Opinion: Canada needs a new dedicated agency for lending to smaller businesses

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As of 2021, small businesses employed 8.2 million Canadians – 67.7 per cent of the private labour force.Ammar Bowaihl/the Globe and Mail

Patricia Meredith is a Centre for International Governance Innovation senior fellow and was the chair of the task force for the federal government’s payments system review. Robert McGarvey is a founding director of Rethinking Capital. They are currently writing Canada’s Time to Lead, a book on the digital revolution.

One of the primary reasons cited by the government of Sir John A. Macdonald when it granted charters to private banks in 1871 was to support economic development with loans to small and medium-sized businesses.

But ever since, these businesses have nonetheless complained about the lack of available credit. Commercial loans as a percentage of bank assets have steadily declined, especially since the 1970s, when banks were permitted to make residential mortgage loans. The problem has become particularly acute for modern digital companies that do not hold physical assets, as banks are only comfortable lending to companies with real estate, or other hard assets, for security.

This is very unfortunate. Small and medium-sized businesses are the foundation of our economy, after all. As of 2021, small businesses employed 8.2 million Canadians – 67.7 per cent of the private labour force. Medium-sized businesses employed 2.5 million or 20.4 per cent. In 2019, small businesses contributed 36.7 per cent of GDP generated by the private sector, whereas medium-sized businesses contributed 13.7 per cent.

Thankfully, there is a solution to this problem: a dedicated federal government insurer/lender, not unlike the Canada Mortgage and Housing Corp. (CMHC), for loans for small and medium enterprises (SMEs).

While this country does have the Business Development Bank of Canada (BDC), the large corporation has been a major contributor to the old economy, not the new, digital economy – just as commercial banks have.

First, we need to understand a bit more about CMHC. It was created in 1946 to foster home ownership in Canada and has withstood the test of time. In the early 2000s, the agency set the underwriting standards for residential mortgages. Its prudent approach restricted commercial banks’ exposure to subprime mortgages, which was a tremendous support when that market collapsed in 2007. CMHC also introduced innovative funding vehicles, such as its mortgage-backed bonds, to improve liquidity in the residential mortgage market. During the financial crisis of 2008, the Bank of Canada used those funding vehicles to keep Canadian banks afloat.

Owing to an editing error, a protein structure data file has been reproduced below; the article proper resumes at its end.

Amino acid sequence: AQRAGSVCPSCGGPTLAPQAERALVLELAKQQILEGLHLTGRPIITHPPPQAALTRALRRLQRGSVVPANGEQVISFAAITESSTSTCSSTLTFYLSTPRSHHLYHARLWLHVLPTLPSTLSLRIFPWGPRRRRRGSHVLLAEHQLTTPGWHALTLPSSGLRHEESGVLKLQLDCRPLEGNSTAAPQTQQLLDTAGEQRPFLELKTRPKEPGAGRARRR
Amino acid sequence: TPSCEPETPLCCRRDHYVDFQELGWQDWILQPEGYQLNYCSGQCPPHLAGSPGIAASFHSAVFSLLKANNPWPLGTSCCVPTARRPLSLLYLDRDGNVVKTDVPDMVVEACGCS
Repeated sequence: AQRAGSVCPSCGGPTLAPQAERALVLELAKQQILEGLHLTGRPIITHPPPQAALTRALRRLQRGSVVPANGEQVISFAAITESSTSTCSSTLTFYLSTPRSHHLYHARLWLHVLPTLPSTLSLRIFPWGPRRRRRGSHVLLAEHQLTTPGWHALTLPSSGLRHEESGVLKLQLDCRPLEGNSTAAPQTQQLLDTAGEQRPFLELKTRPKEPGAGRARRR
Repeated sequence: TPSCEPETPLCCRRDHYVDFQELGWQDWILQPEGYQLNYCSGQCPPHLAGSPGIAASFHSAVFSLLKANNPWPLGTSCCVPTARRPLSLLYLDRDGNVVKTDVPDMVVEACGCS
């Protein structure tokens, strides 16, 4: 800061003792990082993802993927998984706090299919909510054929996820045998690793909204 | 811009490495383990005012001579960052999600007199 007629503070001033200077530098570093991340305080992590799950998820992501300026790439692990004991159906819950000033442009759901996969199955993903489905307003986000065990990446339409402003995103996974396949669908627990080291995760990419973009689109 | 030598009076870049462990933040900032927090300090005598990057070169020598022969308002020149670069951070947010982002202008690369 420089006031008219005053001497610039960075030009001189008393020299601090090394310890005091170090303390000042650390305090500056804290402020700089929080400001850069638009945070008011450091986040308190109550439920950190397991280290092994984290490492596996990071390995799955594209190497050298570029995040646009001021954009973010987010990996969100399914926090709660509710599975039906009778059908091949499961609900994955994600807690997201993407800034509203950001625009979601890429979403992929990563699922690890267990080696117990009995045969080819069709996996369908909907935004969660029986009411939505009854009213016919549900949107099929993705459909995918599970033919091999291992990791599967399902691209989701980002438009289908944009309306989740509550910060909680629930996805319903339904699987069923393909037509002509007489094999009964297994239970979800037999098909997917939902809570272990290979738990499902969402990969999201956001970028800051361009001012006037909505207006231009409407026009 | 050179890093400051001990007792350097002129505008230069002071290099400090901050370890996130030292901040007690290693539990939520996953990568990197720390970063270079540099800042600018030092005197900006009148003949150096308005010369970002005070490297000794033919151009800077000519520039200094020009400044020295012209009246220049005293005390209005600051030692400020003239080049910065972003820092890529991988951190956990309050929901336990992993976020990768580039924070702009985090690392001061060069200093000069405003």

In 2024, to address the country’s immediate need for financing and economic growth, a hypothetical new SME Loan Corp. could start with two approaches – one shorter-term, the other longer-term. First, it could build a team of accountants and underwriters to modify accounting and assurance standards to recognize intangible assets on the balance sheets of SMEs and lenders (BDC and/or Canadian banks) and develop underwriting standards for traditional, asset-based lending against intangible assets. Such an approach could start immediately.

Second, the government could create a longer-term digital data and payments solution resembling China’s approach to SME lending. Essentially, in that country Alipay’s MyBank and Tencent’s WeBank use a company’s transaction data to model and monitor performance in real time. This approach would rapidly complete the modernization of Canada’s payments system and the collection of raw material – data – necessary to support Canada’s digital economy.

As the real-time payments system is rolled out over the next couple of years, the SME Loan Corp. could work with Payments Canada to create a database of transaction information (similar to that used by Alipay and Tencent) to support generative AI-based forecasting of future value creation. CPA Canada would be required to develop measurement, assurance and disclosure frameworks and standards to support this new approach.

The end result would be the transition of Canada’s economy from the industrial age to the digital age.

The creation of the SME Loan Corp. would accomplish three critical objectives for that transition. First, it would bring badly needed financial support for the country’s growth engine – small and medium-sized businesses. Second, it would provide, for the first time, formal recognition of the intangible assets that underpin value creation in the digital age. And third, it would see the conversion of the country’s payment system to a real-time, information-rich one that provides the data essential for economic growth and effective lending standards.

Does the federal government currently have the wherewithal, or the political will, to bring this about? That is a different matter. But it should. Digitalization of the global economy is proceeding at a breakneck pace. If Canada is to remain prosperous, the institutions of finance have no choice but to keep up.


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